April 17, 1977: The Apple II debuts at the West Coast Computer Faire, positioning Apple at the forefront of the looming personal computer revolution.
The company’s first mass-market computer, the Apple II boasts an attractively machined case designed by Jerry Manock (who will later design the first Macintosh), plus a keyboard, BASIC compatibility and color graphics. With some marketing savvy from Steve Jobs, its makes quite a splash at the San Francisco Bay Area’s first personal computer convention.
Apple II puts Cupertino in the spotlight
After forming the previous year, Apple had already hit several landmarks by April 17, 1977. The company had seen one of its three co-founders quit, launched its first computer and officially incorporated.
However, the West Coast Computer Faire served as a massive “coming out” party for the company. In the days before the internet, this event featured all the big players in the burgeoning PC industry, and thousands of interested customers — many of whom became early tech devotees.
Steve Jobs makes an introduction
Right from the start of his career, Jobs realized the importance of a good product introduction. With no special media event to introduce the Apple II, he used the West Coast Computer Faire to perform the same function. (Interestingly, the event took place at the Bill Graham Civic Auditorium in San Francisco, which Apple returned to for its fall media event in 2015.)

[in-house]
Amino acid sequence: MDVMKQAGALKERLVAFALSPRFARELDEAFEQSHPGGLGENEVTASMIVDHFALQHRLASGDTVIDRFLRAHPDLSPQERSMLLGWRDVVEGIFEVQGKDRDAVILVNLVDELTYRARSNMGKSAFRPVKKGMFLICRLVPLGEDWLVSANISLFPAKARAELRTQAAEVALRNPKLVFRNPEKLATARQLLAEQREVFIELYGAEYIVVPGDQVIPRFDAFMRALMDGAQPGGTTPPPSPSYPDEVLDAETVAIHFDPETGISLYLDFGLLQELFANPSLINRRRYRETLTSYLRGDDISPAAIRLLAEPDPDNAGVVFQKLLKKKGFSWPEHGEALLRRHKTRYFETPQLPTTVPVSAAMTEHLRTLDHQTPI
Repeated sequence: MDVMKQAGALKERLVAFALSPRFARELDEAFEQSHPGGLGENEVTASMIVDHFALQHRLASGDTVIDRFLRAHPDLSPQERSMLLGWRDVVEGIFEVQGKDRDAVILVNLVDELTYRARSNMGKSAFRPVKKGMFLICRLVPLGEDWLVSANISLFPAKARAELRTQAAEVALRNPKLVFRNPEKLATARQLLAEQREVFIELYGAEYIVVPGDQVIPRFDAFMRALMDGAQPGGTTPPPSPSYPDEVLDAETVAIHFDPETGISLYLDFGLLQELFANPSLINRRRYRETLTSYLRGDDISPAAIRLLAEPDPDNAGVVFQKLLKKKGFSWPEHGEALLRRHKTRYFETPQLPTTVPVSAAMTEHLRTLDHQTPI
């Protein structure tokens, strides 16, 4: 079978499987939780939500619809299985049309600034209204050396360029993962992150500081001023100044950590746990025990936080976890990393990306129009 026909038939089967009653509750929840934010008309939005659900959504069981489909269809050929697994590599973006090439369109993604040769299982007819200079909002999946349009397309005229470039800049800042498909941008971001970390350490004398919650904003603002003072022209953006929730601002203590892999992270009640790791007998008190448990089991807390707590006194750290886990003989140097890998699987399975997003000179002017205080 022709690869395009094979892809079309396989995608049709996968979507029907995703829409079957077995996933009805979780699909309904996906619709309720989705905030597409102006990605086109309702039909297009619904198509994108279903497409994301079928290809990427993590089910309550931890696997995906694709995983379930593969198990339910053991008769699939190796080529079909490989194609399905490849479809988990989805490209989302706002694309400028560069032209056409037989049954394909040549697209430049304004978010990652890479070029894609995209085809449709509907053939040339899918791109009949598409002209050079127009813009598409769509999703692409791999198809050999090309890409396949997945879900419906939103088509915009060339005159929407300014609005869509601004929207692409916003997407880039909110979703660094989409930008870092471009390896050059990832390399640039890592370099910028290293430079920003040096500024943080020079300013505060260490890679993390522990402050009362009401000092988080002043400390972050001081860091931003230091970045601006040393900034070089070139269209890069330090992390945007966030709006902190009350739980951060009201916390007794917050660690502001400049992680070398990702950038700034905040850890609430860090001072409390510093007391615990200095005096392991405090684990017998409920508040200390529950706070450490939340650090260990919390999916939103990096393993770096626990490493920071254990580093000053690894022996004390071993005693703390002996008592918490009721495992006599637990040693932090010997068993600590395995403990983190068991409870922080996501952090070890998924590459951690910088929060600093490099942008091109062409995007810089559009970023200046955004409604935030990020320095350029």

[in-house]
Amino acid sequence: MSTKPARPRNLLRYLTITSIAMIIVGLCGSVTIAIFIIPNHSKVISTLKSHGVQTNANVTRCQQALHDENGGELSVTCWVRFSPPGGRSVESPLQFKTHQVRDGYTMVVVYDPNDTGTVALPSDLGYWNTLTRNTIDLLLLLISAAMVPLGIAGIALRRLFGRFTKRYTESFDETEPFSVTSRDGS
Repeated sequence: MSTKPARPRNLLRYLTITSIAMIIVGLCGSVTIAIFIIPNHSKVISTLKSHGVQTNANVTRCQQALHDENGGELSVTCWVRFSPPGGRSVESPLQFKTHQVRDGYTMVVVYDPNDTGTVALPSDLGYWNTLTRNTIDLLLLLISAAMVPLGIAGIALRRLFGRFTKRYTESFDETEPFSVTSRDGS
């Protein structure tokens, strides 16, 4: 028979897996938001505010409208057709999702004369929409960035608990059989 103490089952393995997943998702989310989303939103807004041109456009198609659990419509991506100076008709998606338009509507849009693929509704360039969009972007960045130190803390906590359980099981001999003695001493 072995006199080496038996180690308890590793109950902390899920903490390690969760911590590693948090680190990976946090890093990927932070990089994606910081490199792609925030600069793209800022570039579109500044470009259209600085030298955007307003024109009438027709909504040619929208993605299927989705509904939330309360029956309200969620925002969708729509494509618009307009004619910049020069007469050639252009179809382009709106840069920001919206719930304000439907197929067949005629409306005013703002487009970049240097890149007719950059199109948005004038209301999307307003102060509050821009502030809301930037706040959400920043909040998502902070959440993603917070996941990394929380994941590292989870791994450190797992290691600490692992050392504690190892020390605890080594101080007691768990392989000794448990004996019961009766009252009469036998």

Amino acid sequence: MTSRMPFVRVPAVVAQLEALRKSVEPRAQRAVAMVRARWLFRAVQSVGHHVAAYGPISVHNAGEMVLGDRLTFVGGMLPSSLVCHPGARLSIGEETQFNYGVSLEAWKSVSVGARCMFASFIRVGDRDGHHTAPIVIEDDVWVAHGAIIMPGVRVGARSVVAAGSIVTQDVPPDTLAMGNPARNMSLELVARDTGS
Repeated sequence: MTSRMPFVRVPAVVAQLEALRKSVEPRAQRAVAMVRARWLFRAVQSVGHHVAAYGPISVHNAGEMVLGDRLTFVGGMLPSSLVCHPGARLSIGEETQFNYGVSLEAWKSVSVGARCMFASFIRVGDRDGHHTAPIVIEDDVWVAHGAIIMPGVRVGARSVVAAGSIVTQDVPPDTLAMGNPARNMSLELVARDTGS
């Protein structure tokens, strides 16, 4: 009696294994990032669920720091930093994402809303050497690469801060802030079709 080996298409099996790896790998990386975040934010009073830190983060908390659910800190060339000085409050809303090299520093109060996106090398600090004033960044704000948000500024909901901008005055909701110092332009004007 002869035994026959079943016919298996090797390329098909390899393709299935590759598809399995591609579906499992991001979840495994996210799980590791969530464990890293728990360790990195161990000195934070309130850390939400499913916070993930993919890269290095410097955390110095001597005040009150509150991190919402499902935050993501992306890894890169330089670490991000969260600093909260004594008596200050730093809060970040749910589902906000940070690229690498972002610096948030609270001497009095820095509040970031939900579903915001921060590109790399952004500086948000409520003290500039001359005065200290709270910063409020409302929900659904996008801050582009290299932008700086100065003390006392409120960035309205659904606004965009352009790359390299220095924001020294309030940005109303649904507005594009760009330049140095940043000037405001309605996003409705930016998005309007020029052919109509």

Apple occupied the four booths directly facing the front entrance, becoming the first of 175 companies at the Faire that customers saw when they arrived. At a time when money was short, Apple splashed out on a backlit Plexiglass display featuring the new logo.
It then displayed a dozen Apple II computers for inspection. Unbeknownst to customers, these were unfinished prototypes, since the actual computers wouldn’t be ready until June.
A major money spinner
The Apple II, which was the company’s second computer, proved to be an enormously important product line. The year it debuted, it brought in $770,000 in revenue, a figure that increased to $7.9 million the following year and a massive $49 million the year after that. Apple continued producing some version of the Apple II until the early 1990s.
This computer brought a number of important players into the world of high tech, including Mitch Kapor, founder of Lotus Development Corporation and co-founder of the Electronic Frontier Foundation, and John Carmack, the legendary coder behind smash hit games Wolfenstein 3D, Doom and Quake.
The Apple II also queued up Cupertino’s first “killer app” — spreadsheet program VisiCalc.
While Apple later moved away from the Apple II product line (much to the annoyance of Steve Wozniak), this machine put Apple on the map. And the West Coast Computer Faire is where the world got its first glimpse.